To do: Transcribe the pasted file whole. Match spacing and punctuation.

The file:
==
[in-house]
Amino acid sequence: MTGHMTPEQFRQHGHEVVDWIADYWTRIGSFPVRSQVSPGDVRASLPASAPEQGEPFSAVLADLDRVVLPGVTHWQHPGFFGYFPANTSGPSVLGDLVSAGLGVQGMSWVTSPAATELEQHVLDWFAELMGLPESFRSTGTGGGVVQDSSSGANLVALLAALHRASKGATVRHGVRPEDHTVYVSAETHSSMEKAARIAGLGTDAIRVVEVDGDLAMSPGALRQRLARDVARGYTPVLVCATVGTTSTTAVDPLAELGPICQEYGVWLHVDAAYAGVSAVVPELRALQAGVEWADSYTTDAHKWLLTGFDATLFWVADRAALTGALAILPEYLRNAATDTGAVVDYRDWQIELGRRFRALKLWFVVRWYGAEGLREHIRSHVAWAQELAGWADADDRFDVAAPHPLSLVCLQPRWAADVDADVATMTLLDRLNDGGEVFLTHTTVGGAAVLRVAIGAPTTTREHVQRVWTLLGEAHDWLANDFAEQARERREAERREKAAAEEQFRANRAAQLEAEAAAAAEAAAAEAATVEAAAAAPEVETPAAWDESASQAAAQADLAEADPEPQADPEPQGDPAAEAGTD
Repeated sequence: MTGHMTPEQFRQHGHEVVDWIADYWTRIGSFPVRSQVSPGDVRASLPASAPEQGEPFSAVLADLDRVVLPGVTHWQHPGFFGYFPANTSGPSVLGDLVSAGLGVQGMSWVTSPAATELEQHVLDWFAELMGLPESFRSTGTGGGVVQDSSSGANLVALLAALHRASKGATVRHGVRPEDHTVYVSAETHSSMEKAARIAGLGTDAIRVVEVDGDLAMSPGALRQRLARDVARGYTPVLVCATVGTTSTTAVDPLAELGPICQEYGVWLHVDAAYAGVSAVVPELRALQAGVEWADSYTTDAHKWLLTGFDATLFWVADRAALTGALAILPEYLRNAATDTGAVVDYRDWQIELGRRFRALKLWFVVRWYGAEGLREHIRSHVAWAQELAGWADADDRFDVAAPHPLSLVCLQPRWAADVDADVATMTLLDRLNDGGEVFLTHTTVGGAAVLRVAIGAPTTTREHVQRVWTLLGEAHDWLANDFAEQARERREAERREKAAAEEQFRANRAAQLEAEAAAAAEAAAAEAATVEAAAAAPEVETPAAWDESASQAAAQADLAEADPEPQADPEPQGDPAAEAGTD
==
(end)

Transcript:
[in-house]
Amino acid sequence: MTGHMTPEQFRQHGHEVVDWIADYWTRIGSFPVRSQVSPGDVRASLPASAPEQGEPFSAVLADLDRVVLPGVTHWQHPGFFGYFPANTSGPSVLGDLVSAGLGVQGMSWVTSPAATELEQHVLDWFAELMGLPESFRSTGTGGGVVQDSSSGANLVALLAALHRASKGATVRHGVRPEDHTVYVSAETHSSMEKAARIAGLGTDAIRVVEVDGDLAMSPGALRQRLARDVARGYTPVLVCATVGTTSTTAVDPLAELGPICQEYGVWLHVDAAYAGVSAVVPELRALQAGVEWADSYTTDAHKWLLTGFDATLFWVADRAALTGALAILPEYLRNAATDTGAVVDYRDWQIELGRRFRALKLWFVVRWYGAEGLREHIRSHVAWAQELAGWADADDRFDVAAPHPLSLVCLQPRWAADVDADVATMTLLDRLNDGGEVFLTHTTVGGAAVLRVAIGAPTTTREHVQRVWTLLGEAHDWLANDFAEQARERREAERREKAAAEEQFRANRAAQLEAEAAAAAEAAAAEAATVEAAAAAPEVETPAAWDESASQAAAQADLAEADPEPQADPEPQGDPAAEAGTD
Repeated sequence: MTGHMTPEQFRQHGHEVVDWIADYWTRIGSFPVRSQVSPGDVRASLPASAPEQGEPFSAVLADLDRVVLPGVTHWQHPGFFGYFPANTSGPSVLGDLVSAGLGVQGMSWVTSPAATELEQHVLDWFAELMGLPESFRSTGTGGGVVQDSSSGANLVALLAALHRASKGATVRHGVRPEDHTVYVSAETHSSMEKAARIAGLGTDAIRVVEVDGDLAMSPGALRQRLARDVARGYTPVLVCATVGTTSTTAVDPLAELGPICQEYGVWLHVDAAYAGVSAVVPELRALQAGVEWADSYTTDAHKWLLTGFDATLFWVADRAALTGALAILPEYLRNAATDTGAVVDYRDWQIELGRRFRALKLWFVVRWYGAEGLREHIRSHVAWAQELAGWADADDRFDVAAPHPLSLVCLQPRWAADVDADVATMTLLDRLNDGGEVFLTHTTVGGAAVLRVAIGAPTTTREHVQRVWTLLGEAHDWLANDFAEQARERREAERREKAAAEEQFRANRAAQLEAEAAAAAEAAAAEAATVEAAAAAPEVETPAAWDESASQAAAQADLAEADPEPQADPEPQGDPAAEAGTD